By Jessica Dye
NEW YORK (Reuters) - A Bosnian-born U.S. citizen accused of plotting to bomb New York City subways was "ready and willing to sacrifice himself to kill" at the command of al Qaeda, a prosecutor said on Thursday in his closing statements.
Assistant U.S. attorney Berit Berger told jurors that Adis Medunjanin, 28, was committed to carrying out a suicide attack on American soil, a mission given to him by al Qaeda operatives he met in Pakistan.
"What he was willing to do was to strap a suicide bomb to himself, walk into a New York City subway and blow it up," Berger said at the U.S. District Court in Brooklyn, New York.
Medunjanin, a U.S. citizen born in Bosnia, was accused as the third member of a plot to bomb the subways in 2009. His high school friends Zarein Ahmedzay, 27, and Najibullah Zazi, 27, both pleaded guilty to planning the attacks with him and are cooperating with the government.
A jury is expected to begin deliberations on Monday to decide whether to convict Medunjanin of the nine counts against him, including providing material support to and receiving training from al Qaeda; conspiring to commit coordinated suicide attacks on the subways in 2009, and crashing his car on a highway in a last-ditch effort to complete his suicide mission in January 2010.
If convicted, he faces a maximum sentence of life in prison.
The judge allowed the jurors to remain anonymous for their safety.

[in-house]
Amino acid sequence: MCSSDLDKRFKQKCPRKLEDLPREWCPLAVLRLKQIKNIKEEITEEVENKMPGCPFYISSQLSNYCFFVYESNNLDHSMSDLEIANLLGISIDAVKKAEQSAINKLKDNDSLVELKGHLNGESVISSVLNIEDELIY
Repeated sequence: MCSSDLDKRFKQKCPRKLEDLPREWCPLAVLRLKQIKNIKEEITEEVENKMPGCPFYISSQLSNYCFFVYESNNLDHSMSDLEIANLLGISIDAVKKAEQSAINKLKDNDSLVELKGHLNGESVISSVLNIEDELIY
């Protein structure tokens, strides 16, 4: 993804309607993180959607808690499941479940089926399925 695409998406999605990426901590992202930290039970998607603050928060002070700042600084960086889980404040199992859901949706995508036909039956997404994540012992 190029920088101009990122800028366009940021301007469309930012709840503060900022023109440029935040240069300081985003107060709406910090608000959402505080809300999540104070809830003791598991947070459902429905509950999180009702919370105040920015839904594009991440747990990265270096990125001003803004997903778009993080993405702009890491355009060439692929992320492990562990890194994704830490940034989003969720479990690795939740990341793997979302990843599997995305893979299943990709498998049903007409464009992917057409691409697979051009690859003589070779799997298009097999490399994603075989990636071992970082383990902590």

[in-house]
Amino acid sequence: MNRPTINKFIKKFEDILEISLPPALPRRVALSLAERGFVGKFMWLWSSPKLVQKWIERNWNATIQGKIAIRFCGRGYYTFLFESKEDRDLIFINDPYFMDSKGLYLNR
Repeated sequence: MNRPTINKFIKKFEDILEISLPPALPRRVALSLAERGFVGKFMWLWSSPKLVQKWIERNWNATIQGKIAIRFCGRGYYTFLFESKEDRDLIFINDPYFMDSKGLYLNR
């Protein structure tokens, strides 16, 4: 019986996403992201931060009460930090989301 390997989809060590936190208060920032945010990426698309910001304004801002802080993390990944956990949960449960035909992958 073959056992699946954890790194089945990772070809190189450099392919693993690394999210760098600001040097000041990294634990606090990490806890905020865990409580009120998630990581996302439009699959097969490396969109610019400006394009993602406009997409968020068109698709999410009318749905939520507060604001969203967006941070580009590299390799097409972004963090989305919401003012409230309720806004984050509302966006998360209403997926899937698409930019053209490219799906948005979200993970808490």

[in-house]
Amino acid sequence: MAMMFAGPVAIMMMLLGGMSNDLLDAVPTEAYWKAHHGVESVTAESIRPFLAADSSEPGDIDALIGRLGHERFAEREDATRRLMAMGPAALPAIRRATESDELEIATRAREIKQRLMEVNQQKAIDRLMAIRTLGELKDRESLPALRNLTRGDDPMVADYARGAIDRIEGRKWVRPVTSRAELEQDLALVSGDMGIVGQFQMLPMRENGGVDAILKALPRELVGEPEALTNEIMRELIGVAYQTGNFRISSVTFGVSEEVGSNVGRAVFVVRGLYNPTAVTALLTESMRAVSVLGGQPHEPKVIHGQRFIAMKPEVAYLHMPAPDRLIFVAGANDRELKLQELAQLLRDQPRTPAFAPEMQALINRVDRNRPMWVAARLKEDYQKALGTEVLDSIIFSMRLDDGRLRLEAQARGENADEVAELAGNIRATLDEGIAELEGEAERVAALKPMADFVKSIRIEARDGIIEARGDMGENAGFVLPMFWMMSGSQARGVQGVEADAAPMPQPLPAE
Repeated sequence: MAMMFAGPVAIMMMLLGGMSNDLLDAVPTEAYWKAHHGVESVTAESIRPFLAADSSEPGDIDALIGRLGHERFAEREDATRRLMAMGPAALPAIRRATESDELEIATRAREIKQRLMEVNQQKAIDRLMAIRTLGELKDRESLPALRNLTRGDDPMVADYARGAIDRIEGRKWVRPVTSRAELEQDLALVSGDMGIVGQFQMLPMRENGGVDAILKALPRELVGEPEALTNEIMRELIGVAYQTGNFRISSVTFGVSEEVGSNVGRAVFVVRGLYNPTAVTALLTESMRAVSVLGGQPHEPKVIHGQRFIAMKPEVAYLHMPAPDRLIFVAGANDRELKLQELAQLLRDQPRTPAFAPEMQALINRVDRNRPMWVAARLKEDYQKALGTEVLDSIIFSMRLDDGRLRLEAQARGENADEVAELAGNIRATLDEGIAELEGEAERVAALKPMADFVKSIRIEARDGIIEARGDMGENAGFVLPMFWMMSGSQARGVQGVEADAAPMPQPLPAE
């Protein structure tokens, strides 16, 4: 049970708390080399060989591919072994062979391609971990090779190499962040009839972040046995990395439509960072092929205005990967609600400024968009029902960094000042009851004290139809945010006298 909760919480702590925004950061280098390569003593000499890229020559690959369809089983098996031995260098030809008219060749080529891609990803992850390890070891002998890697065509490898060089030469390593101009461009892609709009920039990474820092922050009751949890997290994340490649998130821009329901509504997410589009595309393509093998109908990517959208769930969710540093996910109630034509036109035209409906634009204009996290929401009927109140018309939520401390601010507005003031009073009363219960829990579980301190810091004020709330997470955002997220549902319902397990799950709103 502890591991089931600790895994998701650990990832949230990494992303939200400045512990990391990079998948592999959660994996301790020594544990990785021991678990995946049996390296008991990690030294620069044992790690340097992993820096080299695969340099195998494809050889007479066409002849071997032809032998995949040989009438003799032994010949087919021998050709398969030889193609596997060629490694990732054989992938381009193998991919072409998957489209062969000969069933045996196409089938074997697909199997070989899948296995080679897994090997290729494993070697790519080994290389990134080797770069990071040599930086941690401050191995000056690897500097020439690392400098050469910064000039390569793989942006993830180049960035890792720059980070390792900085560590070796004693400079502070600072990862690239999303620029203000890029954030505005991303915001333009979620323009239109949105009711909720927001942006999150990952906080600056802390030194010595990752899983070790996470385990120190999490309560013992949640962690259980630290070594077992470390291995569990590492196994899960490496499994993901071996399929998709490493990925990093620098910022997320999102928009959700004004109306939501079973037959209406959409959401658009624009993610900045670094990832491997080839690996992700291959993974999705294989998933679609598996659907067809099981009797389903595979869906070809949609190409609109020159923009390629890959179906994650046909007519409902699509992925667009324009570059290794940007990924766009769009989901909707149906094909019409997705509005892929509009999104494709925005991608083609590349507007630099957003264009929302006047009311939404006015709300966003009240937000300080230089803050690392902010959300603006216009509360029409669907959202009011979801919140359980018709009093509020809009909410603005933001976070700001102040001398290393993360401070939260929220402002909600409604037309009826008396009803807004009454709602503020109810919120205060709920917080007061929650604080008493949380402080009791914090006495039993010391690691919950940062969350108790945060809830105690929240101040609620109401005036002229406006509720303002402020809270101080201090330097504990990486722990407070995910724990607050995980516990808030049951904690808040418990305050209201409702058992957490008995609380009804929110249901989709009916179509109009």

Medunjanin's attorney, Robert Gottlieb, in his closing statement conceded that Medunjanin traveled to Pakistan in 2008 in an attempt to join the Taliban and seek vengeance for perceived wrongs against Muslims. But while Medunjanin was under the sway of al Qaeda propaganda, he never intended to follow through with his friends' plan, Gottlieb told jurors.
"Adis' intent was to fight and protect Muslims," Gottlieb said. "That was the extent of his formulated intent and plan in his own mind."
SWEARING AN OATH
Last week, jurors heard testimony from Ahmedzay, a U.S. citizen from Afghanistan, and Zazi, a legal U.S. resident also from Afghanistan, who said the three friends swore an "oath" at a local Queens mosque to travel to Afghanistan to wage "violent jihad."
They testified about traveling with Medunjanin to Pakistan in August 2008, where they met with an al Qaeda recruiter who took them to a training compound in Waziristan, a lawless region in northwest Pakistan.
They said senior al Qaeda operatives persuaded them to switch their mission from jihad in Afghanistan to a "martyrdom operation" in New York on targets selected to inflict maximum "economic" damage. At the training camp, they learned about different weapons, Zazi and Ahmedzay testified.
During his closing argument, Gottlieb cast doubt on whether the three men's training was serious or simply an attempt by al Qaeda operatives to impress them.
"It's almost like those men who travel off to the Mets or Yankees fantasy training camp each winter," Gottlieb said. "Are they really receiving baseball training, or are they experiencing what it would have been like?"
When reuniting in New York after January 2009, they scouted potential targets and began constructing explosives for suicide vests, prosecutors said. Medunjanin remained committed to following through with the attack until September 10, when Zazi and Ahmedzay, suspecting they were under federal surveillance, told him they were pulling the plug on the plan, prosecutors said.
With Zazi in jail and federal agents on his tail, Medunjanin made one final attempt at a suicide mission on January 7, hours after the FBI executed a search warrant at his house, prosecutors said. In lieu of a martyrdom video, he called 911 and shouted "We love death" — a phrase associated with al Qaeda suicide bombers — moments before crashing his car on the Whitestone Expressway, prosecutors said.
Medunjanin never took the stand during the trial.
(Editing By Barbara Goldberg and Philip Barbara)